A driveway in Nashville. Autumn 1960.
“Well, isn’t this a nice sunny day for us all to go out for dinner together?” St. Phil smiles at his parents and brother. His father returns the smile.
“Okay,” St. Phil continues, twirling his keys on his right forefinger, “Who wants to drive? Would you like to drive, Daddy?”
“No,” Ike responds. “I don’t care to fight that heavy traffic you get on a Sunday afternoon. I will just let myself be carried.”
“Well, that’s just fine, Daddy, so long as it suits you. Mama, would—”
St. Phil stops speaking as Devil Don snatches the ring of keys from his brother’s extended finger and proceeds toward the driver’s door. “You have until I can start the engine to figure out whether Mama or Daddy is riding up front with me AND to plant your sorry ass somewhere in the back seat.”
“Okay, I think I understand, Donald. Daddy, would you—”
“I’m riding in front,” Margaret interrupts. Devil Don detours to the front passenger’s door to open it for his mother.
“Well, Daddy, do you want to ride behind Donald or behind Mama?”
“It doesn’t really matter to me, son,” Ike beams at St. Phil.
Devil Don walks between the car and the sidewalk where Ike and St. Phil stand, holding the keys at chest level and making them jingle. He counts rhythmically, carefully enunciating every syllable, “Ten, nine, eight . . .”
St. Phil opens a door for his father, pushes Ike inside, and closes the door before dashing to the other side of the vehicle. Meanwhile, a redheaded Handmaiden behind the wheel of a Ford that is parked thirty yards from the house starts her automobile’s engine.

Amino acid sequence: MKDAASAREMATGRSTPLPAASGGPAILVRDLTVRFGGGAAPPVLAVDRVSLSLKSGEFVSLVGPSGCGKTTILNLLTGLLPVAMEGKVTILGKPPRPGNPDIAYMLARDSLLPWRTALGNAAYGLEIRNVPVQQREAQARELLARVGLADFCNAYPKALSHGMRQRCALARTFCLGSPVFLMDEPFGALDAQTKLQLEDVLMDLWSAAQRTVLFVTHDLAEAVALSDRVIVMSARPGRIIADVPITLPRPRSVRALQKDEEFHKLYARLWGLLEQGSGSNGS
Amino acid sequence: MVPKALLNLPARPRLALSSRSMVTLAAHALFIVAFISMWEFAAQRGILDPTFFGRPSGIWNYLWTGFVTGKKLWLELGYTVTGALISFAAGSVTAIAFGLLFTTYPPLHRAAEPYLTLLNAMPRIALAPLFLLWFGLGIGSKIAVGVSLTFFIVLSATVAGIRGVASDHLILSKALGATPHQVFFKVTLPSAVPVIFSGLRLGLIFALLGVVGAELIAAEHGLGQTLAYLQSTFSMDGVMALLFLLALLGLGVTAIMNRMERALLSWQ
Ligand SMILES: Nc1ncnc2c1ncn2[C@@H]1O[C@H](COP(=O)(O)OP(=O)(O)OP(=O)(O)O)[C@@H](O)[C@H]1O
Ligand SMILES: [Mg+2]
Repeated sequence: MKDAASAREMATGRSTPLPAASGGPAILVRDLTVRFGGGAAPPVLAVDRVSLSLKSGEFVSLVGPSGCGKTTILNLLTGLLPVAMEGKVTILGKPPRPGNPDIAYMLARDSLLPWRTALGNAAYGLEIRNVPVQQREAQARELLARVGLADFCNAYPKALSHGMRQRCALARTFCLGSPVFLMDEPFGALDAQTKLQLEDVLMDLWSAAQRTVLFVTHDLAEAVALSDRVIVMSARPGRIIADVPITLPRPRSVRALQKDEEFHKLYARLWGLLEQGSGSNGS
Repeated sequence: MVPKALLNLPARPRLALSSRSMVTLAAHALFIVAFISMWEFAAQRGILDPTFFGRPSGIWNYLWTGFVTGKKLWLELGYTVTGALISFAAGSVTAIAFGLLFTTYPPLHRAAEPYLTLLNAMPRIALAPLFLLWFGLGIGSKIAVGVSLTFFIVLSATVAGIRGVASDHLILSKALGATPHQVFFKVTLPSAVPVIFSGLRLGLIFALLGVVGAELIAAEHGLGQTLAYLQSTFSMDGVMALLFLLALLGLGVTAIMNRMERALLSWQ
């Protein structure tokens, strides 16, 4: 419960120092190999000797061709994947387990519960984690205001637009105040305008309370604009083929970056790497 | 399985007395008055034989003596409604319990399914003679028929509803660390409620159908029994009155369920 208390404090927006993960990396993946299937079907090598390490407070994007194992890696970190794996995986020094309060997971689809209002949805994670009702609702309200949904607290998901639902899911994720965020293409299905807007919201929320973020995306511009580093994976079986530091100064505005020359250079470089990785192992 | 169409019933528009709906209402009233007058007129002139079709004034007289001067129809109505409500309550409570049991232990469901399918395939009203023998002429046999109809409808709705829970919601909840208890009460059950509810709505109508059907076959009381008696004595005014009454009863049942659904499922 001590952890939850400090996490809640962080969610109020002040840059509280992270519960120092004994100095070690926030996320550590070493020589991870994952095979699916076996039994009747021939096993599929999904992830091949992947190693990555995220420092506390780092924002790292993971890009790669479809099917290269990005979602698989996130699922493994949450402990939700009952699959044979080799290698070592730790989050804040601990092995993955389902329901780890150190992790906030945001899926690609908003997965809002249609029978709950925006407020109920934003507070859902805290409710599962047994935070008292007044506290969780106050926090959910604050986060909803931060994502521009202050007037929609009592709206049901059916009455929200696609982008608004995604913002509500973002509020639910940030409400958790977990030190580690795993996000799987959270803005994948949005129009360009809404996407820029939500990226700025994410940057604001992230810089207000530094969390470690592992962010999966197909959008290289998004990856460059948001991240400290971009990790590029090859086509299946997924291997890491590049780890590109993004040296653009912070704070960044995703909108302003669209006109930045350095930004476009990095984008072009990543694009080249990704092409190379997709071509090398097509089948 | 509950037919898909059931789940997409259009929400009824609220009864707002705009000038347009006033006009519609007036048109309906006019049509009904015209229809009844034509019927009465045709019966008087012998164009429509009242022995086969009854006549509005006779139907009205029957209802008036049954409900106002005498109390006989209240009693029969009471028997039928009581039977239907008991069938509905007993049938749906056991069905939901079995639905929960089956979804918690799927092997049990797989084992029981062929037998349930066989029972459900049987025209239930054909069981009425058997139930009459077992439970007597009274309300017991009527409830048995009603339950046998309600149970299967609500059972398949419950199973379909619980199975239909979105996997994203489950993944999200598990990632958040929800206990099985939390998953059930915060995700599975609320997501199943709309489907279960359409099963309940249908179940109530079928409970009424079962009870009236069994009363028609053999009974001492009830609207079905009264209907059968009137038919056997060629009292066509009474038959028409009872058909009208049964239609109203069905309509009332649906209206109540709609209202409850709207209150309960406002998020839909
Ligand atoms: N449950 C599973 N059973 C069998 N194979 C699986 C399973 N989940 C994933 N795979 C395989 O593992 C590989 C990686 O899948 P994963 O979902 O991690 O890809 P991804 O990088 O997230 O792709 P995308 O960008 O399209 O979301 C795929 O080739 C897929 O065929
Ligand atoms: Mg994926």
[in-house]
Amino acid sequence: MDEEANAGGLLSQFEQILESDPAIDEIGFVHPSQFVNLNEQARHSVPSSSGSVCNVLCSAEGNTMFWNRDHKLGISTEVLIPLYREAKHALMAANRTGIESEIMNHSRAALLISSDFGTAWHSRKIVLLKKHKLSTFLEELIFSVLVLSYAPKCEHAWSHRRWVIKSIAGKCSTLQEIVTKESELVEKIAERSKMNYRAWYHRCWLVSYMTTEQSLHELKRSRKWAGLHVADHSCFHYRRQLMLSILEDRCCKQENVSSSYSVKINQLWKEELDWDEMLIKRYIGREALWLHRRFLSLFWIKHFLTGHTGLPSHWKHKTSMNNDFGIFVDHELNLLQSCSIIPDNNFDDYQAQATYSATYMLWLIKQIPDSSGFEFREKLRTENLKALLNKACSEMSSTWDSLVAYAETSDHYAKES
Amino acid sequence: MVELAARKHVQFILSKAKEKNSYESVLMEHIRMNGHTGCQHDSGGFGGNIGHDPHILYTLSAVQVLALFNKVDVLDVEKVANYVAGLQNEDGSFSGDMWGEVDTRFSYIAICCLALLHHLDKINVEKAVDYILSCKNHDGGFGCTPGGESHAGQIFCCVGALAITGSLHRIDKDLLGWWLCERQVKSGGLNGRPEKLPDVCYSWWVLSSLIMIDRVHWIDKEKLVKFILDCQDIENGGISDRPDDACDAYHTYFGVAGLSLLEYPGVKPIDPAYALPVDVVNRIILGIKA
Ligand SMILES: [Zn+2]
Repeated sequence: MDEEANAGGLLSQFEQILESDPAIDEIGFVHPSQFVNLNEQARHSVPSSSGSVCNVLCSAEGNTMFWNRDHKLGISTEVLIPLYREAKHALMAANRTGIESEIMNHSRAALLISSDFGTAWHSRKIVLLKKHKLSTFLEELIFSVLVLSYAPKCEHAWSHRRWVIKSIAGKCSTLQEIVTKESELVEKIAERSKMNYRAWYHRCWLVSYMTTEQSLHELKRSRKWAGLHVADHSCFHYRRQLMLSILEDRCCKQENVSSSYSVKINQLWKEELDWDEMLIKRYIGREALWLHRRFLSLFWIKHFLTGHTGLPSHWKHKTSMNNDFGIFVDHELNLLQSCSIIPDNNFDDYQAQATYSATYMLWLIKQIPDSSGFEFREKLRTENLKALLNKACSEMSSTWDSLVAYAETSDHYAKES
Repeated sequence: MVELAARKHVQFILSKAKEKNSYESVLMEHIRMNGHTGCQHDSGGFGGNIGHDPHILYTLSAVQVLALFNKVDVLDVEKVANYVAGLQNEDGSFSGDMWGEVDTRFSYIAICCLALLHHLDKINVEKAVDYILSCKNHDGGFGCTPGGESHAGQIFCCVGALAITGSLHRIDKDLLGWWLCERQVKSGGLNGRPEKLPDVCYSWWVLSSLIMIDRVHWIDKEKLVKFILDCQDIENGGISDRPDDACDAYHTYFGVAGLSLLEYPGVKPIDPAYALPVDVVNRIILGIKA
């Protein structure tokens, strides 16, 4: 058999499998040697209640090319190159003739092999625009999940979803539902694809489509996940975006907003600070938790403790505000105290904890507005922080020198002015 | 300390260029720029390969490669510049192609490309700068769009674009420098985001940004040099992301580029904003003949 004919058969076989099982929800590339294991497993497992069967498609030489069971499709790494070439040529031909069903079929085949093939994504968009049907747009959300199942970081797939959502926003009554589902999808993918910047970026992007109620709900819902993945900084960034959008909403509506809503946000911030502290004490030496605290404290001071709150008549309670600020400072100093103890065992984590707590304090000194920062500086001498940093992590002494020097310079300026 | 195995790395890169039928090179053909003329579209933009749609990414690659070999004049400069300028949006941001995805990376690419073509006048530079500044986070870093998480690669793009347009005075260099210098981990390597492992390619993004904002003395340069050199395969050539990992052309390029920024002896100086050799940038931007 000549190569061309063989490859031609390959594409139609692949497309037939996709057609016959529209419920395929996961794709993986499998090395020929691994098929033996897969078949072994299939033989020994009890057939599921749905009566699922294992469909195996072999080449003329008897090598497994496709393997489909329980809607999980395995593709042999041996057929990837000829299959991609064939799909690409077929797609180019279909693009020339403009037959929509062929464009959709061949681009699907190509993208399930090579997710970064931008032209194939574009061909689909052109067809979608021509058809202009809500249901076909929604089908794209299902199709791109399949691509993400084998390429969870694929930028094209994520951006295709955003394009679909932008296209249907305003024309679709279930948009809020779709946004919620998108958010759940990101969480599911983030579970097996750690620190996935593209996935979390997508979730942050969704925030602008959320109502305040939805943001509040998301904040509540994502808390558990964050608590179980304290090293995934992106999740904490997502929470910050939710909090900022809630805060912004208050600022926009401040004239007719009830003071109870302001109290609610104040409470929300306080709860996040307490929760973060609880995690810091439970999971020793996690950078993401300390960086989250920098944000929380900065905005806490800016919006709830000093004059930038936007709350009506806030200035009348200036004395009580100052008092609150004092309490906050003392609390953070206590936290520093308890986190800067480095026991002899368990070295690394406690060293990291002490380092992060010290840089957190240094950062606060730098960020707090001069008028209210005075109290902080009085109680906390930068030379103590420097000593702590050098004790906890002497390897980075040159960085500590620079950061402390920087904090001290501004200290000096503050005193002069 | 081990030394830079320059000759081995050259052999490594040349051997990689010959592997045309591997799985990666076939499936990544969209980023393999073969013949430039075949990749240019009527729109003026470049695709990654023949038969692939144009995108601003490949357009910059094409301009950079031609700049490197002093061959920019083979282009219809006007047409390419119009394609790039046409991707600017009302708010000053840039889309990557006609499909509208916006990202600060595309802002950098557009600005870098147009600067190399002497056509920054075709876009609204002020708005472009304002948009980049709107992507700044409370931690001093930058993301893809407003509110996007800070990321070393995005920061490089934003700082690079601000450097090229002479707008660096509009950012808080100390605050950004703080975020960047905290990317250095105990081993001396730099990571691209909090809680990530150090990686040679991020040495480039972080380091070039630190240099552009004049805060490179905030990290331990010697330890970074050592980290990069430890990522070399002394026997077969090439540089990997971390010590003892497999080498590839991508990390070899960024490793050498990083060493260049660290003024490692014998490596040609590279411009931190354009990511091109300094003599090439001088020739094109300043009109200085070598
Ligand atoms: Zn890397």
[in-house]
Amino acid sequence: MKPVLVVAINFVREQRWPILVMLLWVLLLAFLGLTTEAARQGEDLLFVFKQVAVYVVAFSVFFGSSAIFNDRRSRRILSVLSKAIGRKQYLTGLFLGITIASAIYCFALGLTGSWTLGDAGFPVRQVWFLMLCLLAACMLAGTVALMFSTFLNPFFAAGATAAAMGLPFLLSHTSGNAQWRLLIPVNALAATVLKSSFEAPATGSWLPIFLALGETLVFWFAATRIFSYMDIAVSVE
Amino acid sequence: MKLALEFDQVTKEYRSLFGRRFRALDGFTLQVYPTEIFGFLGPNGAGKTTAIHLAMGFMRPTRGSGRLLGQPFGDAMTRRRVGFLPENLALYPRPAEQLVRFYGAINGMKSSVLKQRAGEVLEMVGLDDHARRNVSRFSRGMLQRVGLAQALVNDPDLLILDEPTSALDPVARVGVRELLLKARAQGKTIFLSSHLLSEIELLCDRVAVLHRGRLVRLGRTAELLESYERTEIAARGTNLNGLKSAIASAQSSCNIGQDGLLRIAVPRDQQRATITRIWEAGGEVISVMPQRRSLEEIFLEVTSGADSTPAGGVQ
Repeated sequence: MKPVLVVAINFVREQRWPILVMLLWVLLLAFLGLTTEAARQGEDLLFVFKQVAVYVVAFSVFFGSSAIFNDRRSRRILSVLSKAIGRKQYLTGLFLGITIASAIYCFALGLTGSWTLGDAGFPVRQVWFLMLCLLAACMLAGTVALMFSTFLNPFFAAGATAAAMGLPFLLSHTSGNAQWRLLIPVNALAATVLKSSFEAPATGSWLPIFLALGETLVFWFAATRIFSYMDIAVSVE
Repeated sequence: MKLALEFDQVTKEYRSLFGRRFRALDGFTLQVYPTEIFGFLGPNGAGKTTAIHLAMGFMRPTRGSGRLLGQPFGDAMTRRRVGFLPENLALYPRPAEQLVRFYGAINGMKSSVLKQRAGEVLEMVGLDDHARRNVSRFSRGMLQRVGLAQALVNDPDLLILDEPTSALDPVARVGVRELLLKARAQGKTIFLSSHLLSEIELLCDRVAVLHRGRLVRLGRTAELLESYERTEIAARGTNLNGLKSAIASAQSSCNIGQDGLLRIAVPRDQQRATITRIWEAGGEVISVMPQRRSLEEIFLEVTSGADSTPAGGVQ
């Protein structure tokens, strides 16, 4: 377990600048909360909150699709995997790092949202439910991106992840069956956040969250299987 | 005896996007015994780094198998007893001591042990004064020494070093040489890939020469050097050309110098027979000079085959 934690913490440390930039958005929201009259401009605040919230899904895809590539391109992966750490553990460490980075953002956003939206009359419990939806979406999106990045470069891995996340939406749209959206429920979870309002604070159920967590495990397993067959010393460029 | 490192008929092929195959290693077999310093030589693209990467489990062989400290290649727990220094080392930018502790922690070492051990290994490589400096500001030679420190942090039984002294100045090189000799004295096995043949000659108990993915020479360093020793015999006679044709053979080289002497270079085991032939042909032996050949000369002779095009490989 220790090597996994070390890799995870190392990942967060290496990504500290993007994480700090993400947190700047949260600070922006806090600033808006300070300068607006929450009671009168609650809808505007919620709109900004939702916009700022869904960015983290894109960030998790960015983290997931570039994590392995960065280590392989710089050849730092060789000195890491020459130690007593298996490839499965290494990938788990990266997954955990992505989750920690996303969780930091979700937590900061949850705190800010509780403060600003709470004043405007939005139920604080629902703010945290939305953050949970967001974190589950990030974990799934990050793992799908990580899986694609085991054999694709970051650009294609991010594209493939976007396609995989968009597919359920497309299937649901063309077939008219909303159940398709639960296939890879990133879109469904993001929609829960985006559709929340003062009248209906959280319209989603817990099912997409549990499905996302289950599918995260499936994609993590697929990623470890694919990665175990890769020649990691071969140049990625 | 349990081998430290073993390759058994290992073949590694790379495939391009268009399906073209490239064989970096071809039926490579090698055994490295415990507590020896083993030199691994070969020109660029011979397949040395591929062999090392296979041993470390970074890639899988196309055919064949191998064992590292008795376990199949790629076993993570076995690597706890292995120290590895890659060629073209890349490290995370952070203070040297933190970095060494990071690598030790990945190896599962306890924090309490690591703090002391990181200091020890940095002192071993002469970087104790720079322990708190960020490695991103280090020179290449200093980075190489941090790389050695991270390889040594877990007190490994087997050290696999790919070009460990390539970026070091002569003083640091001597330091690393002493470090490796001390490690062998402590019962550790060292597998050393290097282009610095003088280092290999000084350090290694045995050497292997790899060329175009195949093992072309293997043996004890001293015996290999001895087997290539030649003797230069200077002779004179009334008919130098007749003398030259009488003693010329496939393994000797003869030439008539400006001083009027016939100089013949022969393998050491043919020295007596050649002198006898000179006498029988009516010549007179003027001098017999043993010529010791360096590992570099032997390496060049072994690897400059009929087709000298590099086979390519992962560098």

A split second after St. Phil closes his door, Devil Don starts St. Phil’s Caddy, backs the car up ten feet, applies the brake, and puts the car in “park,” turning off its motor. Immediately thereafter, he slumps over the steering wheel in tears. Two pedestrian Handmaidens spring from the hedges on either side of the driveway and begin running for the car, but Margaret jumps out of the car and stares them down.
“You are not needed here,” she states flatly. She seats herself again, closes the car door, and queries her elder son. “What is it now?”
“Oh, I did it again. Phil was just being his usual Mr. Congeniality, and I got impatient and hurt his feelings.”
“Your brother’s feelings are not hurt. He has not even noticed that you stopped the car. He and your father are discussing guitar strings, a topic which is apparently significantly more important than the upcoming Presidential election, fallout shelters, space aliens, and Sputniks 1, 2, and 3 all put together.”
Margaret glances over her shoulder into the back seat. “Not to mention that it is probably the only topic that will be discussed at our upcoming meal, should we ever get to it. Our reservation is for dinner, not breakfast, so I suggest you start the car again. Do it now.”
Devil Don starts the engine and executes two quick reverse turns to get the vehicle facing outward toward the street. He pulls forward another ten feet and abruptly stops, turning the motor off again.
Devil Don sits upright, but he emits a snuffling sound. “We’re trying to get along, Mama, really we are. Do you think I should apologize?”